Carolyn L. Rosenblatt, RN, Attorney, Consultant, AgingParents.com

We generally understand that older people are at greater risk than younger people for becoming ill from COVID-19. But everyone wants to get “back to normal”. That meant a more casual attitude and way of living that was not based on fear of catching a very contagious, potentially deadly disease. For our aging parents, those casual days are probably gone for the foreseeable future. The focus on health and protecting our loved ones is now paramount as never before.

In this pandemic we have learned a number of things that pointed to exceptionally high likelihood of serious illness. One is pre-existing medical conditions. The fatalities and serious cases had a pattern: high blood pressure was a prominent factor. According to the American Heart Association, nearly half of American adults have it.  Many don’t know it and do not take medication. Others cannot afford medication or do not have access to appropriate medical care to keep high blood pressure under control. Anyone with an aging parent would do well to be sure that your loved one’s blood pressure is checked regularly. If it is high and the healthcare provider prescribes medication, adult children can help see that medication is available and that your aging parent takes it as prescribed. That not only reduces the risk of becoming ill from the novel coronavirus, but keeping blood pressure under control helps prevent strokes and heart attacks as well. 

But what if all routine medical visits, like annual checkups are canceled for now? What can families do? Some folks already have blood pressure monitoring devices at home. If your aging parents don’t, one thing you can do is to get one for them. Drugstore chains carry them or they can be ordered online. (They are relatively inexpensive). Learn how to use it yourself and help any aging parent who has not done this before to learn how. It’s easy to check one’s blood pressure and compare the readings with what is considered normal by the American Heart Association. If you see readings that are high, arrange a telemedicine visit with the primary care physician. If a prescription is needed, that can be ordered and delivered to your aging parents’ home. With their blood pressure under control, you’ll worry less about them.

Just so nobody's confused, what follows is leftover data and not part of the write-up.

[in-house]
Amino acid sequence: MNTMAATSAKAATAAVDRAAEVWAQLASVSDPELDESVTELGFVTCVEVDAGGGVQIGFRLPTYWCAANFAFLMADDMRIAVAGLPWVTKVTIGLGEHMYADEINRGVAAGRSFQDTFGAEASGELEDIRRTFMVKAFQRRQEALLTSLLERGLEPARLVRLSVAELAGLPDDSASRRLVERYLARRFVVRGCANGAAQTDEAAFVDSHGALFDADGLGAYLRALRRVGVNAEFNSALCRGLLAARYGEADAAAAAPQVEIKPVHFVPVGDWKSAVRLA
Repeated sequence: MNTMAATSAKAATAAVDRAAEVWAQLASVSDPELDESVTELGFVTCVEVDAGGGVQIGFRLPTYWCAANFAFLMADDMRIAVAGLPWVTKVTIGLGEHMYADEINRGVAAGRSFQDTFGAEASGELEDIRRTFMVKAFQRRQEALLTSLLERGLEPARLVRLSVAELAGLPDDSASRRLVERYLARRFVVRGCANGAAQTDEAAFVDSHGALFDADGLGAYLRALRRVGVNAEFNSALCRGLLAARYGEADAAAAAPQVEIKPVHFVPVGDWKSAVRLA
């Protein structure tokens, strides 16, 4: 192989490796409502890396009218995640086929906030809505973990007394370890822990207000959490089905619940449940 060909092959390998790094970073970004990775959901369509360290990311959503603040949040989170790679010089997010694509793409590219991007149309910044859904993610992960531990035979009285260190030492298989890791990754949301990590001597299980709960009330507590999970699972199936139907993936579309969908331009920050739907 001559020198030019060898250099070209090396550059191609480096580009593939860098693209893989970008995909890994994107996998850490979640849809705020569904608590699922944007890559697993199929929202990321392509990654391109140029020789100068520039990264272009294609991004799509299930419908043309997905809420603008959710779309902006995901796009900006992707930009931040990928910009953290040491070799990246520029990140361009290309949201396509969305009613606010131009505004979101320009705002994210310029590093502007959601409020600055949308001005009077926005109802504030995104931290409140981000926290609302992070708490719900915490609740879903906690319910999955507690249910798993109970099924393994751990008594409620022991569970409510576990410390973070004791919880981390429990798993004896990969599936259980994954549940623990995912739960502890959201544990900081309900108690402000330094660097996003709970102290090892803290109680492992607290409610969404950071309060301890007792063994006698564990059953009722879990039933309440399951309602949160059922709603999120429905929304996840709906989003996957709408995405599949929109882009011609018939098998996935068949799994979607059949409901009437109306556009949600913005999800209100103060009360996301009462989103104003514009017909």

Another clearly identified condition that increases the likelihood of getting seriously ill from COVID-19 is diabetes. According to the American Diabetes Association 14.3 million seniors age 65 and older have Type 2 diabetes. That’s almost 27% of our elders. And many do not even know they have it. Again, one thing families can do is to pay close attention to aging parents, and do all you can to see that they have regular checkups when these become available. If your aging loved one never sees a doctor, he or she will never know about chronic health issues like diabetes and ways to manage it safely. In this time of limited in-person access to healthcare providers, adult children may need to help aging parents seek the health care monitoring they need. One thing that is opening now, even when doctors’ offices remain closed, is labs. A telemedicine visit with the doctor can lead to an order for blood work to check your loved ones’ blood sugar level. That would reveal diabetes or pre-diabetes. If blood sugar is too high, preventive protocols can be started to keep things from getting out of control. This is one more way to help protect your aging parents from the worst risks of COVID-19.

As there is no cure as yet for COVID-19 and no vaccine at this time, we need to help aging loved ones protect themselves against the known risks. You as an adult child cannot stop your aging parent from developing either high blood pressure or diabetes, but you can help them monitor their health effectively. Even in this pandemic, protective measures can be put in place.  These measures are needed for compelling reasons: we have to strengthen our own immunity because our own state of health is all we’ve got from within. From without, we of course continue to follow the basic protocols of social distancing, wearing masks, frequent hand washing and avoiding crowds.

No one wants to lose a loved one to this tragic disease among us. When we step up our vigilance over the health of vulnerable elders in our families we are doing the best possible things we can to keep them safe.

Do you have difficult aging parents? Is their stubbornness causing stress for you? Get guidance now about what to do. We answer your legal, healthcare and financial questions so you can reduce the stress load. Contact us today for a video conference or telephone consultation (fee based) at AgingParents.com, 866-962-4464


Carolyn L. Rosenblatt, RN, Attorney, Consultant, AgingParents.com

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